Solar Frontier plans new 150MW Japan module factory as ‘blueprint’ for overseas operations

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Japanese thin-film PV manufacturer Solar Frontier is to build its fourth CIGS module assembly plant in Japan with a nameplate capacity of 150MW.

The plant, in the village of Ohira, Miyagi Prefecture in the north-eastern Tohoku region of Japan, is scheduled to begin production in March 2015 and will employ an estimated 100 workers. The facility has been tentatively named the Tohoku Plant. The company currently has three other factories in Japan, in Miyazaki Prefecture, in the south of the country.

Solar Frontier plans to invest around ¥13 billion (US$125 million) on building the factory and the company has said the new facility will serve as a “blueprint” for future manufacturing facilities outside Japan. The company will receive some funding from Japan’s ministry of economy, trade and industry (METI), from Miyagi Prefecture, as well as a promotion subsidy from Ohira village. 

Solar Frontier president and director Hiroto Tamai said: “By extending new mass production technologies proven at the Tohoku Plant to manufacturing and sales outside of Japan, Solar Frontier will establish itself as a strong global player.”

He also claimed the new plant would help revitalise the tsunami-damaged Tohoku region.

The need for Solar Frontier to add to its facilities has not come as a surprise for many. When PV Tech spoke to Solar Frontier’s general manager for communications Nobuyuki Nakajima back in late August, Nakajima said that mainly due to demand from the residential sector in Japan on which the company was primarily focussed, “…we are running our plants literally at full capacity to meet the growing demand overall”.

Recent figures release by the Japan Photovoltaic Energy Association showed that domestic demand for Japanese made modules has been rising, while exports have been falling as companies worked to meet the domestic demand.

Solar Frontier said the new factory would “increase manufacturing process efficiencies” by leveraging the company’s mass production technology. Nakajima referred to this strategy when he said in August: “Our scale of operations in Japan is the simplest advantage, which means that all aspects of the supply chain and operations have opportunities for cost reduction.”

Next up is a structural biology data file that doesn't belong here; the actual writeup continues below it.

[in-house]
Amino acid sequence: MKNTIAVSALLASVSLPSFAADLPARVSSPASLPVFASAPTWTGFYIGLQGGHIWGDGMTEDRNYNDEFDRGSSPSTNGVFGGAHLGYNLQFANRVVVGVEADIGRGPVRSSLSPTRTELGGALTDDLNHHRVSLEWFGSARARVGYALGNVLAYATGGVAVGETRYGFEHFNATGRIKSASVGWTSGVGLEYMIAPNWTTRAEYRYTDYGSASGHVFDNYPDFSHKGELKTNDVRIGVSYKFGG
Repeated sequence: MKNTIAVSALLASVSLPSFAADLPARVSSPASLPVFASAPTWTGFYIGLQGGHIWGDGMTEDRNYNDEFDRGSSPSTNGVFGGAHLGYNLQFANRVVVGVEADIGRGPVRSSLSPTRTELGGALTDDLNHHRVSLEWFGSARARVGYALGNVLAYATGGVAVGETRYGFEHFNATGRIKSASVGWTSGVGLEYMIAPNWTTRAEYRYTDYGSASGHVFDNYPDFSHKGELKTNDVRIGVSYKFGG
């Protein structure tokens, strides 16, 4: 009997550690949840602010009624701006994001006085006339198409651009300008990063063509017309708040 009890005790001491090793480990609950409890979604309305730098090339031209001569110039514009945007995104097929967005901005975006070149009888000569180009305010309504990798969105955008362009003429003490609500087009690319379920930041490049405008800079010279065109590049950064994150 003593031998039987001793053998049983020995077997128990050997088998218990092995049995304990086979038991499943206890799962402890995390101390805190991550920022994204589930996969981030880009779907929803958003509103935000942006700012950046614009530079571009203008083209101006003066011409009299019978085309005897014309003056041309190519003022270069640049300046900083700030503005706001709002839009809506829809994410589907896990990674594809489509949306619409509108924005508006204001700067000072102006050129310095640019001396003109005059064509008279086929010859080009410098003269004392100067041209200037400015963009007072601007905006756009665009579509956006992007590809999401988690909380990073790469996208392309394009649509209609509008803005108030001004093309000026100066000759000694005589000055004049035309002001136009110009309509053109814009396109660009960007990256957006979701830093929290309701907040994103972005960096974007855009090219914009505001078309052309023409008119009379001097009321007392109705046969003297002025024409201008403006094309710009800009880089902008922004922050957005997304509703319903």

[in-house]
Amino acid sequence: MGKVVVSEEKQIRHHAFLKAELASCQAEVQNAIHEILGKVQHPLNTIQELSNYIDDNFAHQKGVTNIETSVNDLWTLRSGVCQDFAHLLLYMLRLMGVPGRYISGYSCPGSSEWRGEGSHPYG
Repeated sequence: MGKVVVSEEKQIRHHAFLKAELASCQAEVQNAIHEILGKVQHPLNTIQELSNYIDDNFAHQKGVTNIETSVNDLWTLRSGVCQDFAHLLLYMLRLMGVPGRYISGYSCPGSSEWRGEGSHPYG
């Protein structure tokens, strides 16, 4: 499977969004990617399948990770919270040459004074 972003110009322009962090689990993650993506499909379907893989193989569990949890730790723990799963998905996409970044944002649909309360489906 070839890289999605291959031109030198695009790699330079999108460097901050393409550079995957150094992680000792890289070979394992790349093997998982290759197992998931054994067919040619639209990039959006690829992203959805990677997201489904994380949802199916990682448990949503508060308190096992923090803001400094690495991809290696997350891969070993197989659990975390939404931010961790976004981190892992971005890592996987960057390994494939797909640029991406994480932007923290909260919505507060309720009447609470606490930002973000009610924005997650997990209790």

However the relatively small size of the new plant at 150MW capacity has raised questions, especially as some commentators had expected Solar Frontier to add capacity to their existing Miyazaki Fab 2 plant, bringing the company’s nameplate production capacity in Miyazaki to over 1GW. 

Vice-president at analysts NPD Solarbuzz, Finlay Colville said: “As a standalone factory, adding 150MW on a different site to the 900MW fab is unlikely to make any noticeable difference with regards to economy of scale, and could even bump up costs.”

Colville said that despite this, since Solar Frontier module plants were already running at full capacity to meet domestic demand, “finding buyers for another 150MW of CIGS panels is not likely to be a problem”. Moreover, with local incentives on offer for fab build-out, staffing and deployment of PV panels in the vicinity, the fab is certainly capable of being operated profitably as a stand-alone unit,” he added.

According to Colville, even before the company’s second plant in Miyazaki had been completed, Solar Frontier had been talking about gigawatt factories being set up in south-east Asia and the Middle East.

“The big question remains as to what Solar Frontier plans to do with capacity and where and when the next gigawatt factory will emerge. This is still the announcement most in the industry are waiting for, and whether Solar Frontier will indeed be the first PV manufacturer to press the start button on the elusive gigawatt fab in the Middle East region.”

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